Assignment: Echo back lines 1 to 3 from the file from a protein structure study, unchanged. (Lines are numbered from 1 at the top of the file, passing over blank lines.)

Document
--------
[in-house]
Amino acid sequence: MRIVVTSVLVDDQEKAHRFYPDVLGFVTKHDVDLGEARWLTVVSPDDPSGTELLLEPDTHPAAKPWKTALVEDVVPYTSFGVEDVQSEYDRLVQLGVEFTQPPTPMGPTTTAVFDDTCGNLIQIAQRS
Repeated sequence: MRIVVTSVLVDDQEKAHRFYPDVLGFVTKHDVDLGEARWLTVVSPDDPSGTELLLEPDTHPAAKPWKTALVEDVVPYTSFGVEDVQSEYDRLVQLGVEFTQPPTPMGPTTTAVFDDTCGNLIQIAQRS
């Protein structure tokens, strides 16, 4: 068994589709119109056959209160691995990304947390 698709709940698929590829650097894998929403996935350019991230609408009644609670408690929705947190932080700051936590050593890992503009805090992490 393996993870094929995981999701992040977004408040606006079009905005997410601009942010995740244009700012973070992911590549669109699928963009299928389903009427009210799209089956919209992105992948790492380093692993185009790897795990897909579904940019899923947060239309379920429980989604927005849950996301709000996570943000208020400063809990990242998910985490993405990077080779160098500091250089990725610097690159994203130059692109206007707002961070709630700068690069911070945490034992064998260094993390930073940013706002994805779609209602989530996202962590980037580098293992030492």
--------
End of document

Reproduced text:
[in-house]
Amino acid sequence: MRIVVTSVLVDDQEKAHRFYPDVLGFVTKHDVDLGEARWLTVVSPDDPSGTELLLEPDTHPAAKPWKTALVEDVVPYTSFGVEDVQSEYDRLVQLGVEFTQPPTPMGPTTTAVFDDTCGNLIQIAQRS
Repeated sequence: MRIVVTSVLVDDQEKAHRFYPDVLGFVTKHDVDLGEARWLTVVSPDDPSGTELLLEPDTHPAAKPWKTALVEDVVPYTSFGVEDVQSEYDRLVQLGVEFTQPPTPMGPTTTAVFDDTCGNLIQIAQRS